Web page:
2. convert it to "pnm" by using "pngtopnm" % pngtopnm splash.png > splash.pnm
  3. convert it to "rle" by using "ppmtolss16" % ppmtolss16 "#000000=0" "#ffffff=7" < splash.pnm > splash.rle


Configuring Linux Installations

I mostly followed the procedure here:

http://www.howtoforge.com/ubuntu

pxe install_server

Basically the idea is that Ubuntu (and Debian) have network installers
configured already. You just steal their installation files and put
them into the /var/lib/tftpboot/ directory someplace and claim all
the credit.

If you install lftp then you can first go to /tmp/ and get the
installation directory:

lftp -c "open http://ftp.debian.org/debian/dists/lenny/main/installer-i386/current/ima... mirror i386/"

This will mirror the installer. Then put the i386 folder in
/var/lib/tftpboot/debian/lenny . There are corresponding netboot
directories for Ubuntu as well. You don't need to use this folder
structure, but it makes installing multiple distros and releases much
easier.

If you don't already have the installation files, you can then make
copies of the following to /var/lib/tftpboot/ :

  • pxelinux.0
  • the pxelinux.cfg directory
  • the boot-screens directory (which I renamed to introscreens)

pxelinux.cfg configuration

There are way too many entries for installing Linux in the default
screens. I leave only a straightforward installation entry:

LABEL lenny
kernel debian/lenny/i386/linux
append vga=normal initrd=debian/lenny/i386/initrd.gz -- quiet

Note that I change the paths so they are relative to pxelinux.0.
Because I put installers for different distros in different
directories, I have to modify the lines here.

This gives you the basic interactive installer.

Installing other Linux distros

The pxeboot installers are available for only i386 and amd-64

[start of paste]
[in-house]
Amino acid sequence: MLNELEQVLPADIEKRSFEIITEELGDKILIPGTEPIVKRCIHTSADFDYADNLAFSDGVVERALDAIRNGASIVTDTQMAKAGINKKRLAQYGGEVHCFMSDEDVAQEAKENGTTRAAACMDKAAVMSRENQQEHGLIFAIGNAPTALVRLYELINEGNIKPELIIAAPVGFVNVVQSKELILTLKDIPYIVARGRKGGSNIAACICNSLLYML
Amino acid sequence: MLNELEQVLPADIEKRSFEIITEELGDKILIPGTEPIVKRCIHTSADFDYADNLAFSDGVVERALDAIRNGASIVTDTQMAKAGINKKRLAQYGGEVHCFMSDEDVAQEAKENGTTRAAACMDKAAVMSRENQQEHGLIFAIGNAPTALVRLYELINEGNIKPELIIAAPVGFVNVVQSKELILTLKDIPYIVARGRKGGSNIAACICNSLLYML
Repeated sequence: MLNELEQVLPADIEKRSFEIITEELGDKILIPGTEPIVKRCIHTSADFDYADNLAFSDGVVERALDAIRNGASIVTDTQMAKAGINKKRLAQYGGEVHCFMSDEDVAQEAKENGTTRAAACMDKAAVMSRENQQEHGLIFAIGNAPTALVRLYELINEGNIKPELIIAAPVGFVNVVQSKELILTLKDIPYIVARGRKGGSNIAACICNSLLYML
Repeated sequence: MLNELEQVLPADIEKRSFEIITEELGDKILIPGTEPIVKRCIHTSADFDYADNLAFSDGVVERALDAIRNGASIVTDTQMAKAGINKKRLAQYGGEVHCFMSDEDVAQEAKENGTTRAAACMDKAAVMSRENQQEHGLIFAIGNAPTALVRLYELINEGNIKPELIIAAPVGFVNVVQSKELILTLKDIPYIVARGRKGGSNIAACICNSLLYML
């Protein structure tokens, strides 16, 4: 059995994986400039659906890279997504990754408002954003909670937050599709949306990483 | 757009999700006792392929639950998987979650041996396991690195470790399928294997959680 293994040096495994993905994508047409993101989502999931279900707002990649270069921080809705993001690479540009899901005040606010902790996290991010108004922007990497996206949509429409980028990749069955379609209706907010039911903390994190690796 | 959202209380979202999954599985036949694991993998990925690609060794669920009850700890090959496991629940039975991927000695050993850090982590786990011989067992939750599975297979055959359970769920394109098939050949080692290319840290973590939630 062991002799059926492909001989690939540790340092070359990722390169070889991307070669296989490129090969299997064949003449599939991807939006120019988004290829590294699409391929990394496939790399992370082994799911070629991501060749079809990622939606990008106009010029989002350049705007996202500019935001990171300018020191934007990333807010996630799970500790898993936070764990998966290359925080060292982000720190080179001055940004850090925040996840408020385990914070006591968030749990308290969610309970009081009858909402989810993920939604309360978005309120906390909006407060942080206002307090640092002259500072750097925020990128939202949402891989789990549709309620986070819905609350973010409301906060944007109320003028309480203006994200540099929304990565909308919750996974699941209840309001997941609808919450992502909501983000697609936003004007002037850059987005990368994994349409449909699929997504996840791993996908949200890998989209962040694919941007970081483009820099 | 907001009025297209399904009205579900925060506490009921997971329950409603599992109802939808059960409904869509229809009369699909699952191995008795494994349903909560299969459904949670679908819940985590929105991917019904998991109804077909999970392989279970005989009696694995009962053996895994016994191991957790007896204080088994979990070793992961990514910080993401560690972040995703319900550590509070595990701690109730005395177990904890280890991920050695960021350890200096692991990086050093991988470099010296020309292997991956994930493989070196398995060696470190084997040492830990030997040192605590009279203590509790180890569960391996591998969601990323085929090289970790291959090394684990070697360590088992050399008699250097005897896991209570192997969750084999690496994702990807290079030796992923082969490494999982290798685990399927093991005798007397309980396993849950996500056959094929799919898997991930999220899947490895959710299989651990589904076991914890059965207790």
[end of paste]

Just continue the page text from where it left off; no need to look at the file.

architectures. You need to download different netboot folders for each
distro release and architecture. (Actually, that is a lie. You only
need initrd.gz and linux, but the other things are small enough
that I do not worry about them.)

The HOWTO linked above has good instructions for all kinds of distros.

DOS/Memtest images

You can take DOS images and Memtest images and boot them using PXE booting.

Memtest

Just install the memtest package and copy the binary to /var/lib/tftpboot. Here is the menu entry:

LABEL memtest
kernel memtest/memtest86

DOS images (.img and .ima format)

These are used by Techiez. They are basically floppy disk images that get copied to memory. To install them first install the syslinux package. Copy the memdisk binary to /var/lib/tftpboot . Then just copy .img/.ima files someplace in the TFTP directory, and make menu entries like the following:

LABEL dban
kernel memdisk
append initrd=dban/dban-1.0.7_i386.ima

LABEL hd-ibm
kernel memdisk
append initrd=techiez/IBMFT.IMG

The memdisk binary just copies the disk images to memory in the same way a kernel gets loaded for booting the system.

UHA format

This is the format used by Hiren's. This is just a compression format. I have not yet gotten it working with PXE booting. Probably the easiest solution is just to unpack the files and repack them somehow. This cannot be done natively in Linux (I think). There are unpacking programs in Windows, though.


Debian Live PXE project

This is the "debian-live" option of the PXE booter.

I developed this on a different box running Debian Squeeze. The scripts are out of date on Ubuntu.

I am mostly following instructions here: http://live.debian.net/manual/en/html/live-manual.html

I am using the "net" variety, which (by default) loads the image via NFS. You can also have the system copy the entire filesystem into memory (which is what the Gparted LiveCD does). This is fine but takes more system memory.

Initial Setup

  • Install Squeeze
  • aptitude install live-build (install "suggests" packages too!
  • aptitude install git-core
  • aptitude install idesk

I track config files with git.

To build:

  • cd debian-live
  • lb clean
  • lb build

Important Files/Locations

  • auto/config : Copy this (and other auto files) from cp /usr/share/live/build/examples/auto/ . You edit this for most of the configuration.